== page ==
A divided Supreme Court handed a big defeat to the Obama administration and numerous civil rights groups early Saturday morning when it ruled that Texas can enforce its 2011 voter ID law in November that some have called the strictest in the country. Three justices dissented from the ruling that rejected an emergency request that had been filed by the Justice Department and civil rights groups.
The decision appears to mark “the first time since 1982 that the Court has allowed a law restricting voters’ rights to be enforced after a federal court had ruled it to be unconstitutional,” notes Scotus Blog’s Lyle Denniston. A federal judge had struck down the law last week, saying that some 600,000 voters—mostly black or Latino—would face difficulties at the polls due to a lack of proper identification. The law, which was approved in 2011 but only came in effect in 2013 lays out seven approved forms of identification—a list many have questioned for including concealed handgun licenses but not college IDs, notes the Associated Press.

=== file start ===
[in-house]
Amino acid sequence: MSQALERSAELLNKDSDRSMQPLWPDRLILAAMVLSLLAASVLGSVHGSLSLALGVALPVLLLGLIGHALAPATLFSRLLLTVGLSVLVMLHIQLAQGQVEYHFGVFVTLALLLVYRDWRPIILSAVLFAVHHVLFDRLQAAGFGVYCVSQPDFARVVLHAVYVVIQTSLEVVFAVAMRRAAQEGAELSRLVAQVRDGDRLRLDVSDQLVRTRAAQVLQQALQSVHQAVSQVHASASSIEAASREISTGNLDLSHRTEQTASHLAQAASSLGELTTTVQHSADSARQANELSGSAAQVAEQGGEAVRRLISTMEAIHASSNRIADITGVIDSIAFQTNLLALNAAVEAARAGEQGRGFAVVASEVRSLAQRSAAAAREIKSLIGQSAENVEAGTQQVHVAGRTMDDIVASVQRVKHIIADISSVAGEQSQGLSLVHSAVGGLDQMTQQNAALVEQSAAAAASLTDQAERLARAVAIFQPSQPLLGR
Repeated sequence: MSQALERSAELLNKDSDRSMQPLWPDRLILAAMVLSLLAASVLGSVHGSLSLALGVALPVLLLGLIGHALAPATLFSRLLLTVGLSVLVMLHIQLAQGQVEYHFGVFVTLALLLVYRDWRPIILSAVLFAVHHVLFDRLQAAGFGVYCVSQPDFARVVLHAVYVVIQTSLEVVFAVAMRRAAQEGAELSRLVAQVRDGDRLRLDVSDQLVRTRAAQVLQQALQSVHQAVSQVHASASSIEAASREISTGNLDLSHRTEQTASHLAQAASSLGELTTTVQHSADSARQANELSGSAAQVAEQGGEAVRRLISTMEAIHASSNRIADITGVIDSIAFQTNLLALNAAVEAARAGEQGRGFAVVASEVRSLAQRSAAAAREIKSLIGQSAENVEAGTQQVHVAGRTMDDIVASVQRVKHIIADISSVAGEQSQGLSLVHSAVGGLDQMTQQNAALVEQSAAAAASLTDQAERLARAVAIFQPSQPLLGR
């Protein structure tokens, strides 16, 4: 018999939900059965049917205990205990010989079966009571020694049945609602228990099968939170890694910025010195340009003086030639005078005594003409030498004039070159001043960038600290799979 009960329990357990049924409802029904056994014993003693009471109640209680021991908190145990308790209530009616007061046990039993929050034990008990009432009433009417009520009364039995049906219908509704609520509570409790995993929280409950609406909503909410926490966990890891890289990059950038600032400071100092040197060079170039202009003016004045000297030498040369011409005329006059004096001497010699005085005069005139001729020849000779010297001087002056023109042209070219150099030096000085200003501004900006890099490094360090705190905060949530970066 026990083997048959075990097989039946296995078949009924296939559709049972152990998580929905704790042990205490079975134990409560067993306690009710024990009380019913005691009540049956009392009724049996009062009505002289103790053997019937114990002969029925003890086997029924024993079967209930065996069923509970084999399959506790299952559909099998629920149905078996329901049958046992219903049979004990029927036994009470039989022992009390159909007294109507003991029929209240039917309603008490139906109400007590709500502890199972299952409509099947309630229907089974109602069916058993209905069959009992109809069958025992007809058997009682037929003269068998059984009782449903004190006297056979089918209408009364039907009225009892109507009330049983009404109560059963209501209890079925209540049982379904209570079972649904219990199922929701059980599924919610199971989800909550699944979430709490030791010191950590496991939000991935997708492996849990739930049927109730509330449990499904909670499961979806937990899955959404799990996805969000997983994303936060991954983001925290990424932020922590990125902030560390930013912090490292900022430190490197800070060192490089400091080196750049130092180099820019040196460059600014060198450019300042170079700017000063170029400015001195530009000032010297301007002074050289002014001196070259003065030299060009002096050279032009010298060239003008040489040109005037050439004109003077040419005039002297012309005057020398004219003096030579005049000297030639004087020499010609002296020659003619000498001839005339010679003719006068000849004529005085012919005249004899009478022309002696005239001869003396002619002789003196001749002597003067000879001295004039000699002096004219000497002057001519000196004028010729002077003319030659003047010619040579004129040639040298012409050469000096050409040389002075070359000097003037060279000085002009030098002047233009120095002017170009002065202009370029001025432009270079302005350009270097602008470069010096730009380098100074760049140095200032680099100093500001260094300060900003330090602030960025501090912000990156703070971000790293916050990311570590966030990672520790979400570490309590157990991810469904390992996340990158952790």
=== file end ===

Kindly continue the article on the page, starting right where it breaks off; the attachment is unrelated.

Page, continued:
This marked the fourth time over the last few weeks that the Supreme Court has been forced to decide whether voter ID laws passed by Republican state legislatures can be used in November. The justices voted to allow changes in Ohio and North Carolina and stopped a new law in Wisconsin.An article in Slate magazine by Jamelle Bouie questions whether voter identification laws are based in partisanship or racism and comes out in favor of partisanship. Regardless, the effect and impact of the enactment of voter "identification" laws is negatively impact the voting power of racial minorities.